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Last Updated: Tuesday, 6 July, 2004, 17:06 GMT 18:06 UK
People smuggler link to Adam case
Image of torso found in the Thames
Adam's body was found without a head
The Met wants to talk to a convicted people-smuggler about the murder of an African boy whose torso was found floating in the River Thames.

Officers say Kingsley Ojo, 35, was part of a network that may have brought the youngster into Britain.

The connection came out during his trial at Southwark Crown Court on Tuesday, when he pleaded guilty to identity and trafficking offences.

The mutilated body - dubbed Adam by police - was found in September 2001.

Detective Chief Inspector Will O'Reilly said the defendant was detained during a series of co-ordinated raids "because of his association with an earlier arrest in this case.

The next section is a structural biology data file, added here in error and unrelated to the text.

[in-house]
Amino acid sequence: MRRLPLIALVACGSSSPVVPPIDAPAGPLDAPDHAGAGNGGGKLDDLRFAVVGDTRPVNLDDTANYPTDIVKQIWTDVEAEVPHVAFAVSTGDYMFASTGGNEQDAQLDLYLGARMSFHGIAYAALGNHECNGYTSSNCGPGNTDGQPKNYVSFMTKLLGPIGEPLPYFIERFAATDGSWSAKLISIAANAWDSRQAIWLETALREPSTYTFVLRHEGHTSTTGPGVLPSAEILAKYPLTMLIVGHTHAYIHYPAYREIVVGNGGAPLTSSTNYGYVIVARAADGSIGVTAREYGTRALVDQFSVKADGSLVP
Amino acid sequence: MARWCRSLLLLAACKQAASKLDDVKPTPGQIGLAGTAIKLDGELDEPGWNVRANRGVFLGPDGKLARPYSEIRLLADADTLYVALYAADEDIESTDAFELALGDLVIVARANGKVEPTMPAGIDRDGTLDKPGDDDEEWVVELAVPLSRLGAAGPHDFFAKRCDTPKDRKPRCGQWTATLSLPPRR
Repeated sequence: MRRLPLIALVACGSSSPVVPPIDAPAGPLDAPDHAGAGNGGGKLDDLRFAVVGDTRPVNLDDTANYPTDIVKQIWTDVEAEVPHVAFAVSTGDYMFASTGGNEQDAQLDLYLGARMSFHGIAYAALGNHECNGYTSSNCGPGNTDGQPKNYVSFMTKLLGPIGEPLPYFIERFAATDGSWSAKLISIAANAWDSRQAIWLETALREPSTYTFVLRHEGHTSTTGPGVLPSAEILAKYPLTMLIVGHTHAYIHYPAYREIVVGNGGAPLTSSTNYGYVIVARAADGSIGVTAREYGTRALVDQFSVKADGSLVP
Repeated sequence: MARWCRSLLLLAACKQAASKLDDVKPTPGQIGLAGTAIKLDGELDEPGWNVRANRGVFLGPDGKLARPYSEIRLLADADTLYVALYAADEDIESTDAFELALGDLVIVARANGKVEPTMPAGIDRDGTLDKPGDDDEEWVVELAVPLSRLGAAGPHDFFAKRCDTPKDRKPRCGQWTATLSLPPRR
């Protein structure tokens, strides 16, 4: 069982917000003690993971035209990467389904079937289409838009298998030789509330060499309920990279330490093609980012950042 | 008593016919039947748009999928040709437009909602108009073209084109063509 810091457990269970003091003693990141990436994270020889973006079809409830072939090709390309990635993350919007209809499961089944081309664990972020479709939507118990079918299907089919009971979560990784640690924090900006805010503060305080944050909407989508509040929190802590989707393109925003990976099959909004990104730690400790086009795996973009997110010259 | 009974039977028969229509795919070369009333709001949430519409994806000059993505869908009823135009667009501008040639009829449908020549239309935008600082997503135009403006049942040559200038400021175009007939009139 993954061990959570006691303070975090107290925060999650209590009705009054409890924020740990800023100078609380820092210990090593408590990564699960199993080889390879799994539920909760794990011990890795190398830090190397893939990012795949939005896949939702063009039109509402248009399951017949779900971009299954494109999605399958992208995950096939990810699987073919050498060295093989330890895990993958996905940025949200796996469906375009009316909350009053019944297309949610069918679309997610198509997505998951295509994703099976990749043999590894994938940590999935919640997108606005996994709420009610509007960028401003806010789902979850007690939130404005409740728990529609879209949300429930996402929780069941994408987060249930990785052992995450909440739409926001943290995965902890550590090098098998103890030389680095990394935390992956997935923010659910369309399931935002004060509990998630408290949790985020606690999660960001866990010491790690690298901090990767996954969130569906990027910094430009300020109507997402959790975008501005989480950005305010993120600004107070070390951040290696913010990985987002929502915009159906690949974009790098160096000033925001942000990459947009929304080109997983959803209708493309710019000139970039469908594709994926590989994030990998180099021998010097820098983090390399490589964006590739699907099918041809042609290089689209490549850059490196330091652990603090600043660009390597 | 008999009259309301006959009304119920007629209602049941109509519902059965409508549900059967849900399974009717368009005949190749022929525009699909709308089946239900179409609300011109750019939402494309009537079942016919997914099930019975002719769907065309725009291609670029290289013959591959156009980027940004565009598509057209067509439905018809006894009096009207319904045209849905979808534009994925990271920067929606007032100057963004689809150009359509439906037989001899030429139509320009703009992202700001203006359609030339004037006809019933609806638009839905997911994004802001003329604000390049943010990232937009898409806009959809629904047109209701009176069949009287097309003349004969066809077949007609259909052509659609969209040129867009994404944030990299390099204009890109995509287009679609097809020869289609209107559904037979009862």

Forensic teams linked the boy back to Benin in Nigeria

"We have always had suspicions that he is part of a trafficking network that may have brought the young child into the country.

"We now know he came from the same area of Nigeria as the child and other people arrested in connection with the murder inquiry, and that is Benin City."

Ground-breaking forensic work, which involved taking samples from the child's bones, first linked him to West Africa and then to Nigeria - the hunt led to a rural area measuring just 50 X 100 miles in the south-west of the country.

A mixture containing quartz, bone, clay pellets and small samples of rough gold, led police to suspect he had been the victim of a so-called "muti" ritual killing, possibly by witch doctors.

Mr O'Reilly, who said a "full case file" had been submitted to the Crown Prosecution Service concerning the youngster's killing and was "awaiting their decision", made it clear he was now interested to see if Ojo could directly assist in the investigation.

Ojo, of Stratford, east London, pleaded guilty to four charges.

Torso suspect faces extradition
03 Jul 03  |  London
New Nigerian leads in torso murder
06 Mar 03  |  England

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